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Foxes at your front door? Habitat selection and home range estimation of suburban red foxes (Vulpes vulpes)

Kobryn, H.T.ORCID: 0000-0003-1004-7593, Swinhoe, E.J., Bateman, P.W., Adams, P.J., Shephard, J.M. and Fleming, P.A.ORCID: 0000-0002-0626-3851 (2022) Foxes at your front door? Habitat selection and home range estimation of suburban red foxes (Vulpes vulpes). Urban Ecosystems .

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The red fox (Vulpes vulpes) is one of the most adaptable carnivorans, thriving in cities across the globe. We used GPS-tracking of five suburban foxes across high-density residential suburbs of Perth, Western Australia to quantify (1) their habitat selection and (2) home range area. All five foxes showed statistically significant avoidance of residential locations (p < 0.001) and preference for parkland (p < 0.001), with native vegetation reserves, golf courses, and water reserves showing disproportionately greater use. Landuse category also influenced their movements, with foxes moving quickest (i.e., commuting) in proximity to roads and slowest (i.e., foraging) when they were further from roads. Three females had core home ranges (50% autocorrelated-corrected kernel density estimate; AKDEc) averaging 37 ± 20 ha or 95% AKDEc averaging 208 ± 196 ha. One male had a 95 ha core home range and 349 ha 95% AKDEc but the other male covered an area ~ 20 times this: using a 371 ha core home range and 7,368 ha 95% AKDEc. The extensive movement patterns we describe are likely to be common for urban foxes, with half of published home range estimates for urban foxes (principally based on VHF data) excluding data for ‘lost’ individuals or animals that showed ‘excursions’. It is likely that the home range estimates for these urban exploiters have therefore been grossly underestimated to date. Further application of GPS trackers that allow remote download will vastly improve our understanding of habitat preference and exploitation of resources by urban foxes.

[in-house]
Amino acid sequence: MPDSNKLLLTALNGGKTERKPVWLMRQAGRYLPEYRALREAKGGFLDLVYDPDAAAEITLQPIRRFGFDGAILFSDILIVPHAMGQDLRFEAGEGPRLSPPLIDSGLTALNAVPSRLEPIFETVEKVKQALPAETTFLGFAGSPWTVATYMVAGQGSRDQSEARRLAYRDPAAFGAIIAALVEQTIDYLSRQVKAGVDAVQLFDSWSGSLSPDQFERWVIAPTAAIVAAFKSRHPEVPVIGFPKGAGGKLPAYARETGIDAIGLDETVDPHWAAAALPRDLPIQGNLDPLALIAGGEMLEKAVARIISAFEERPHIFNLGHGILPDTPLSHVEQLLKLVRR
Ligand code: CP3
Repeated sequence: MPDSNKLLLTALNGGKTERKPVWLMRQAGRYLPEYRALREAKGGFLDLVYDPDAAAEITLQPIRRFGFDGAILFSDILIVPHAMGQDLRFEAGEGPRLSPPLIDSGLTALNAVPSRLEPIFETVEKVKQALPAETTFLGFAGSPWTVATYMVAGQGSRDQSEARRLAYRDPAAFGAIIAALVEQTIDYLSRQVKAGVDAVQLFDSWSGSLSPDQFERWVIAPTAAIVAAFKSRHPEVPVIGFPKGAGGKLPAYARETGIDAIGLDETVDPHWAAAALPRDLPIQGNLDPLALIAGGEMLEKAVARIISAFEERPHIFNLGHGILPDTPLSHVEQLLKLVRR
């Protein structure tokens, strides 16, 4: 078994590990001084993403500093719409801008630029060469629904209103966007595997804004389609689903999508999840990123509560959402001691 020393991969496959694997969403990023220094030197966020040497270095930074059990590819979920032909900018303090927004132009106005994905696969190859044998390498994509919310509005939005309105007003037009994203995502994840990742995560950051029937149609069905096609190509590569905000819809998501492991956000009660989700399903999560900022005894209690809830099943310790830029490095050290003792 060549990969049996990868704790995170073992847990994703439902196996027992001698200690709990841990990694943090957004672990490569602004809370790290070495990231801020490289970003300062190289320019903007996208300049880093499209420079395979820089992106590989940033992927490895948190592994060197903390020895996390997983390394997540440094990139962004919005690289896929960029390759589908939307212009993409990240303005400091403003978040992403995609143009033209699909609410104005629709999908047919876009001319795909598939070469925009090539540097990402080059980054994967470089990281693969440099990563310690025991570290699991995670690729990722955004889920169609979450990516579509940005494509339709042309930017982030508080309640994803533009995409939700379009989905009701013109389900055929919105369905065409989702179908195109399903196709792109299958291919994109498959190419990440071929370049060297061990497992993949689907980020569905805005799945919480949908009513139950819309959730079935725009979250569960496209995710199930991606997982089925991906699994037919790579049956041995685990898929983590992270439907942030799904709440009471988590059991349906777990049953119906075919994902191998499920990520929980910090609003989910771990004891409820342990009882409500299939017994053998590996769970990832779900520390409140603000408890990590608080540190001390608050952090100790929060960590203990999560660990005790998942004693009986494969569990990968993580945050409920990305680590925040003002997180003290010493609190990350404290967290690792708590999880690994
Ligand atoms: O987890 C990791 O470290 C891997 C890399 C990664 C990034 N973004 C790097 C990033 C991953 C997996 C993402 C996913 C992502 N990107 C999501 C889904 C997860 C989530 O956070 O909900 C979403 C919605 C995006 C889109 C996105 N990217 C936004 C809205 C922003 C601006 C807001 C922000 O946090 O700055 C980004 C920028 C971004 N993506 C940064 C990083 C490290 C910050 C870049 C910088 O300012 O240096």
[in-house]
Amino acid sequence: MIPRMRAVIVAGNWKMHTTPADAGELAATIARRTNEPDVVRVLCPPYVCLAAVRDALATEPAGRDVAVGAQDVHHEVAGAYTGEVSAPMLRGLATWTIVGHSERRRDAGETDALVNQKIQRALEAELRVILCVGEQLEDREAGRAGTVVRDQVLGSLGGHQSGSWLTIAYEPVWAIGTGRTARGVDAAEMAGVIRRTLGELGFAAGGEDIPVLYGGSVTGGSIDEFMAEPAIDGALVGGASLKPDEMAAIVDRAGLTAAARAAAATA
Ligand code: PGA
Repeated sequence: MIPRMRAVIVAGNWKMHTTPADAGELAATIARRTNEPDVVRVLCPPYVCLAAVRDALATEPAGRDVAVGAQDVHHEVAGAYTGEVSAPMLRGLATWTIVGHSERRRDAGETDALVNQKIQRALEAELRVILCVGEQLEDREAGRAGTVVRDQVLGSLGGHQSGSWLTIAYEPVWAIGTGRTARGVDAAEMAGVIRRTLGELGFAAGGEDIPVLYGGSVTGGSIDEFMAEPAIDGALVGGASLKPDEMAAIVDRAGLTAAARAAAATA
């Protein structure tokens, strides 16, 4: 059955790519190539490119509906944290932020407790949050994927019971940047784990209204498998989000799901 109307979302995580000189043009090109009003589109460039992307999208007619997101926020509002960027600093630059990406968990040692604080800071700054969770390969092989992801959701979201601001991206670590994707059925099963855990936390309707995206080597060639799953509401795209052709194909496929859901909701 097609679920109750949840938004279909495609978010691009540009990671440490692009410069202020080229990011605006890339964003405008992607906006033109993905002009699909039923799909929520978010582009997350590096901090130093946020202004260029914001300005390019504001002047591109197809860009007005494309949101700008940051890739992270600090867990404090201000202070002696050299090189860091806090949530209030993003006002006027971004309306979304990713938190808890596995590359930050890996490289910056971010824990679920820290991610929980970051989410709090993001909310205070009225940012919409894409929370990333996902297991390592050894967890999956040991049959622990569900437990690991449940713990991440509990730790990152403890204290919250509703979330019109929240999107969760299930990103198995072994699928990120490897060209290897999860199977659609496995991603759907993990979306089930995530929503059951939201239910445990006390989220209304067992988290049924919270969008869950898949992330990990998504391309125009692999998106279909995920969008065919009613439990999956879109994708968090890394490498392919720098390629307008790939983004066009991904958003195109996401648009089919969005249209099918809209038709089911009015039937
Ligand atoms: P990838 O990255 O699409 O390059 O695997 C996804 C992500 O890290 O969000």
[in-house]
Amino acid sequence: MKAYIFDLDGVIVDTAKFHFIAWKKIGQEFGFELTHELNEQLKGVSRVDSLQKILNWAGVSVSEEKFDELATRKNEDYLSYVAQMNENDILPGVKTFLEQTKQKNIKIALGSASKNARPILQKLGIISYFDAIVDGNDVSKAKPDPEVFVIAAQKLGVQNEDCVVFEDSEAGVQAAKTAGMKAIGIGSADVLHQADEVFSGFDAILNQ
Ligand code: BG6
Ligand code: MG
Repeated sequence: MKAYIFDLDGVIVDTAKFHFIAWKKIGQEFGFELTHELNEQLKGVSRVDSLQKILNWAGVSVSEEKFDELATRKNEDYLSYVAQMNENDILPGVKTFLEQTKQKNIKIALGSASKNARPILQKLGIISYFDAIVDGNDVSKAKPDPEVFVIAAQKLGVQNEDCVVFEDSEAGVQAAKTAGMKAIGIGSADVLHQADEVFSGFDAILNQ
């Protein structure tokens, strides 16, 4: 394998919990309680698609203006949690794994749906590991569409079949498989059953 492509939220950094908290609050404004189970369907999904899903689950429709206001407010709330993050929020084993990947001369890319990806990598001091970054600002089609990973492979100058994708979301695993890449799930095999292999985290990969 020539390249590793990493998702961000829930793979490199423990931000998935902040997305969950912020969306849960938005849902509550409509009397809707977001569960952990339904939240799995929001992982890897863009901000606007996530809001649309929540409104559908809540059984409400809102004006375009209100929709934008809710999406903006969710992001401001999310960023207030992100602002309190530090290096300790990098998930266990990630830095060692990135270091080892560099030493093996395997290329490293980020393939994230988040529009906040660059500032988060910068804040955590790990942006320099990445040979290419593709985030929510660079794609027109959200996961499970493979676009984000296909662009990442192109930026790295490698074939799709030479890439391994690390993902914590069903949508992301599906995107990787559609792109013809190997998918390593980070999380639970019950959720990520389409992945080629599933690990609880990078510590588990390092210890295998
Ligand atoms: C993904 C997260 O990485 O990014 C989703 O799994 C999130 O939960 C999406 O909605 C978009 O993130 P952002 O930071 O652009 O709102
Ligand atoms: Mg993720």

Item Type: Journal Article
Murdoch Affiliation(s): Environmental and Conservation Sciences
Harry Butler Institute
Publisher: Springer
Copyright: © 2022 The Authors.
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